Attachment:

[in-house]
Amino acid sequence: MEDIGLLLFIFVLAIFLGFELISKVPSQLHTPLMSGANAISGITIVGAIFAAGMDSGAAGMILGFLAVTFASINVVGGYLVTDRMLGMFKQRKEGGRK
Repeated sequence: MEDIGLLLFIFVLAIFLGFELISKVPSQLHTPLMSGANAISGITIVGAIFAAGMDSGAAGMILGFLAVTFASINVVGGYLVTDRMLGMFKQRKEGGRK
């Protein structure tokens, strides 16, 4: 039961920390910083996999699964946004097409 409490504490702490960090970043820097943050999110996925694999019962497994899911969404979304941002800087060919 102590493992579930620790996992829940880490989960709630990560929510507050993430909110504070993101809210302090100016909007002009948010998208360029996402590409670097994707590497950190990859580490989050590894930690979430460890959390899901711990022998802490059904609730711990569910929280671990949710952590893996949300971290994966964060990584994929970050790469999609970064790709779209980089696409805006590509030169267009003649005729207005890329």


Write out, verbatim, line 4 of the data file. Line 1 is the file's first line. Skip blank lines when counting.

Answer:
């Protein structure tokens, strides 16, 4: 039961920390910083996999699964946004097409 409490504490702490960090970043820097943050999110996925694999019962497994899911969404979304941002800087060919 102590493992579930620790996992829940880490989960709630990560929510507050993430909110504070993101809210302090100016909007002009948010998208360029996402590409670097994707590497950190990859580490989050590894930690979430460890959390899901711990022998802490059904609730711990569910929280671990949710952590893996949300971290994966964060990584994929970050790469999609970064790709779209980089696409805006590509030169267009003649005729207005890329």